U.S. Oriental Institute sends back ancient Iranian artifacts

April 23, 2015 - 0:0

TEHRAN -- The Oriental Institute of the University of Chicago has sent back a collection of 108 ancient Iranian tablets and artifacts, which had been loaned to the university in 1962 for study.

The collection arrived at the Imam Khomeini International Airport on a Lufthansa flight in the early hours of Wednesday, Iran’s Cultural Heritage, Tourism and Handicrafts Organization (CHTHO) announced in a press release.

Oriental Institute Director Gil Stein handed over the artifacts to Iranian officials, including CHTHO Deputy Director Mohammad-Hassan Talebian, at the airport.

A total 264 stone and clay tablets were excavated by Iranian archaeologists and some scholars from the Oriental Institute in 1937 on the Chogha Mish Mound, a prehistoric site located near the southwestern Iranian city of Dezful.

The administrative tablets bear proto-Elamite pictograph signs.

In 1962, Iran loaned the tablets and artifacts to the Oriental Institute for study. The institute sent back a number of the artifacts and tablets before the victory of Islamic Revolution in 1979.

However, the institute refused to return the rest. Iran filed a lawsuit against the institute in the International Court of Justice in The Hague, which ruled in favor of Iran.

“The recovery of the artifacts after all these challenges shows the rightful place of Iran and the successful cultural diplomacy of 'the government of prudence and hope' [a title that Hassan Rouhani used to describe his administration],” Talebian said at the airport after receiving the collection of artifacts.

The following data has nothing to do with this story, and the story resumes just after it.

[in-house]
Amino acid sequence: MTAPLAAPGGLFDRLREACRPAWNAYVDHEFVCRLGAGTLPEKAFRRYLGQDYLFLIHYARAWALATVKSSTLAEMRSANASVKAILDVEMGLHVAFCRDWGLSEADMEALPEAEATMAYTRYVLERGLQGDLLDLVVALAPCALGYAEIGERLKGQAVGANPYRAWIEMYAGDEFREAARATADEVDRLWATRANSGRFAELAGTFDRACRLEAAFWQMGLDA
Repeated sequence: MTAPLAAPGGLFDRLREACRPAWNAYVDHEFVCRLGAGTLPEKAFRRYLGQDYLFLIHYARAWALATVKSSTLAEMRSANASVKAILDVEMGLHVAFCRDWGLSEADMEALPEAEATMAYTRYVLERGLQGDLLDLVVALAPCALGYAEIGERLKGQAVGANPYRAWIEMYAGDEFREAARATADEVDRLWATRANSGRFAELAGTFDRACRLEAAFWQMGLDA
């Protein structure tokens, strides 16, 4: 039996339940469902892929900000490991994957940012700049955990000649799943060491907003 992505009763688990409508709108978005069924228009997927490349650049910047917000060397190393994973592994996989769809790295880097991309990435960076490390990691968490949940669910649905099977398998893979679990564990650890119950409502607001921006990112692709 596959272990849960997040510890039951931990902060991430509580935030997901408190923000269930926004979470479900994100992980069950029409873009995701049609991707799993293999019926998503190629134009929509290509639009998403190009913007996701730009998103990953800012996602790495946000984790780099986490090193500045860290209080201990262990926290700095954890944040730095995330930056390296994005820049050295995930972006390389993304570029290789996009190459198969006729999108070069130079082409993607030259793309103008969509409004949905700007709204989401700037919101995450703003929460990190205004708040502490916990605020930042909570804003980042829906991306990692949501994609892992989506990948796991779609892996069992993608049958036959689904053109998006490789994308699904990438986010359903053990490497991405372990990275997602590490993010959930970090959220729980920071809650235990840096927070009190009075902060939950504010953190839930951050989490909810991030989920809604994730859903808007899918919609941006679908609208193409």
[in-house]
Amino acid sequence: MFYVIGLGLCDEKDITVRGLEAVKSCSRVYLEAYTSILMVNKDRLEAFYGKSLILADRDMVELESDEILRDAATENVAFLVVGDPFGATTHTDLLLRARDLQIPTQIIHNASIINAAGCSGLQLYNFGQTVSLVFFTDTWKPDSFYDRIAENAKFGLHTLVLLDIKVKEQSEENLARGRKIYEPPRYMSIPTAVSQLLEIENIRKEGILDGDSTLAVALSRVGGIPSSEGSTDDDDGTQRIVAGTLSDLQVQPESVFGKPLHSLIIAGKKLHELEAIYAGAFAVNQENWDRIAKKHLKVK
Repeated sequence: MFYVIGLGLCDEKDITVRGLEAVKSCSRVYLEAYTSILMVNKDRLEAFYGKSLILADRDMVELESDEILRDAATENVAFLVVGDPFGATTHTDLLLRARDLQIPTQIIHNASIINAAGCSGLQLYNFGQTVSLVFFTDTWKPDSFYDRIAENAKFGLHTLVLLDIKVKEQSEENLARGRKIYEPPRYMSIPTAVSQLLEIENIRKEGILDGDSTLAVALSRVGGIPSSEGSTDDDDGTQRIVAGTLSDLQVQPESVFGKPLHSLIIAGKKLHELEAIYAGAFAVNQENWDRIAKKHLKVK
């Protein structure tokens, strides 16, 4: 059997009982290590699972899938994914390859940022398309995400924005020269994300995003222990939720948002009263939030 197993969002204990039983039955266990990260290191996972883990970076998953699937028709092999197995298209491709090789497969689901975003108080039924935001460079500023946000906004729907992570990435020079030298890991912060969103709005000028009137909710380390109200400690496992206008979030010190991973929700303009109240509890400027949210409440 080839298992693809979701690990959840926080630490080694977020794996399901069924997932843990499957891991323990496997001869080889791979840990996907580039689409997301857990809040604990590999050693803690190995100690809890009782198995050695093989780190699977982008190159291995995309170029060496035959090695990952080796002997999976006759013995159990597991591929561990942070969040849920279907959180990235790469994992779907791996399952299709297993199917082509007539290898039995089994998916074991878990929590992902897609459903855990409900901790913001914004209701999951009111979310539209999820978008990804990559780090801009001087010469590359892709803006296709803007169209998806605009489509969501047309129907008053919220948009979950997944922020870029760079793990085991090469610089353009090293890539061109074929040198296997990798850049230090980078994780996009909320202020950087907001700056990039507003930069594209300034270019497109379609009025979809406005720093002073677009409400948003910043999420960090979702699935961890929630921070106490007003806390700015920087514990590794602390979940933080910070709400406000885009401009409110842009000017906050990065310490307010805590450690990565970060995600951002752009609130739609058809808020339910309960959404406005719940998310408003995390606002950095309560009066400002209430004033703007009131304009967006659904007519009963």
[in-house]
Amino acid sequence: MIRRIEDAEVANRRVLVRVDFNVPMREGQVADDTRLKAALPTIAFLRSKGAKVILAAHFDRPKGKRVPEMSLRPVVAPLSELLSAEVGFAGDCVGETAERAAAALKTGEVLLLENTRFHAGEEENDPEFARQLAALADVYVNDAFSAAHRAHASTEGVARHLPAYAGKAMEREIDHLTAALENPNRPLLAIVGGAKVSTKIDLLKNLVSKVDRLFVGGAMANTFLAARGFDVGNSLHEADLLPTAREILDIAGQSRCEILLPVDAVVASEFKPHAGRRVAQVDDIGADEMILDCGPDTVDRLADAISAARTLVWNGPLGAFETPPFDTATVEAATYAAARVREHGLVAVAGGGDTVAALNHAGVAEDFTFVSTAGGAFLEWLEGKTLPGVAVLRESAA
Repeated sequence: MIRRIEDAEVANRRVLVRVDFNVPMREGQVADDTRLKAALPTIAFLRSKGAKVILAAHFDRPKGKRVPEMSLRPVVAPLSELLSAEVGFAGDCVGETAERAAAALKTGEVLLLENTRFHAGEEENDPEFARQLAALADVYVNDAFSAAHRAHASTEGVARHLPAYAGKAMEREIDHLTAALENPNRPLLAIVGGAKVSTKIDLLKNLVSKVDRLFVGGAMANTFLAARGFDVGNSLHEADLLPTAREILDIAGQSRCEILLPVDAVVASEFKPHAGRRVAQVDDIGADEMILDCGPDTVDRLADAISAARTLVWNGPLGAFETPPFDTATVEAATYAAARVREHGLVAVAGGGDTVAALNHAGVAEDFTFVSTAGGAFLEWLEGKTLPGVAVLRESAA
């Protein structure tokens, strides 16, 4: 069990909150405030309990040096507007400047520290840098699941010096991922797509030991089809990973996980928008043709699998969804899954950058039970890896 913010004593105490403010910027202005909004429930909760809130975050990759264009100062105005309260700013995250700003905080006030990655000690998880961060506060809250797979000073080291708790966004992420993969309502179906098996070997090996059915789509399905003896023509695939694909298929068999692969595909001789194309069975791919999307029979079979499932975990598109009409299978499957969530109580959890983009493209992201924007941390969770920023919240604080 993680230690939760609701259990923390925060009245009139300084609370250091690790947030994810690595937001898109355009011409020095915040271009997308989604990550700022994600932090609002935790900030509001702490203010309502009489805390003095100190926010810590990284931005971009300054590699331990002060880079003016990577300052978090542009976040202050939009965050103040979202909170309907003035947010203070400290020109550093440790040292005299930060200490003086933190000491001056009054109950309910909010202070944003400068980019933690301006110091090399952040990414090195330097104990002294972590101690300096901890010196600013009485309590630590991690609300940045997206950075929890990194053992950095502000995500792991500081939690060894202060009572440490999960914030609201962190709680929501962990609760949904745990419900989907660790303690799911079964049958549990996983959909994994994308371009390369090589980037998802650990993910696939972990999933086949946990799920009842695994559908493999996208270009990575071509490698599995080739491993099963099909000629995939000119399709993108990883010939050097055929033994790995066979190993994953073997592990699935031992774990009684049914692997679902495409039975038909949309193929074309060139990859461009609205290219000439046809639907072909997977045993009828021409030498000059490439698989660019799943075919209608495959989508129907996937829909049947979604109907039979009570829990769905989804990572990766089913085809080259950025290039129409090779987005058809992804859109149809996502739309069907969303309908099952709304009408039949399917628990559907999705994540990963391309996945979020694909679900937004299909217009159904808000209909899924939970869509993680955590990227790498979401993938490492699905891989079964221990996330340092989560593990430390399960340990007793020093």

The collection was transferred to the National Museum of Iran to put on display in an exhibition in the near future.

Iran is engaged in another legal battle with the Oriental Institute over a large number of Achaemenid tablets, which were loaned to the institute in 1937 for study.

The Oriental Institute holds 8000 to 10,000 intact and about 11,000 fragmented tablets, as estimated by Gil Stein.

The tablets were discovered by University of Chicago archaeologists in 1933 while they were excavating in Persepolis, the site of a major Oriental Institute excavation.

The artifacts bear cuneiform script explaining administrative details of the Achaemenid Empire from about 500 BC. They are among a group of tens of thousands of tablets and tablet fragments that were loaned to the university’s Oriental Institute in 1937 for study. A group of 179 complete tablets was returned in 1948, and another group of more than 37,000 tablet fragments was returned in 1951.

In spring 2006, U.S. District Court Judge Blanche Manning ruled that a group of people injured by a 1997 bombing in Israel could seize the 300 clay tablets loaned to the University of Chicago and the university could not protect Iran’s ownership rights to the artifacts.

Following Iranian officials’ protests against the ruling, the court was slated to reexamine the case on December 21, 2006, but the court session was postponed to January 19, 2007, allegedly due to the fact that Iran had not provided all the documents necessary to the court.

The court session was held on the abovementioned date, but no verdict was issued.

In March 2011, the U.S. Court of Appeals for the Seventh Circuit rejected confiscation of the tablets. However it ruled that the case should be returned to the lower court for further argument.

In March 2014, a federal judge in Chicago ruled that the Persian artifacts at the Field Museum of Natural History and the University of Chicago’s Oriental Institute cannot be seized to pay a $412 million judgment against the Iranian government.

Photo: Oriental Institute Director Gil Stein puts a fragment of an ancient Iranian tablet in a box at the National Museum of Iran in Tehran on April 22, 2015. (Jamejamonline/MAjid Azad)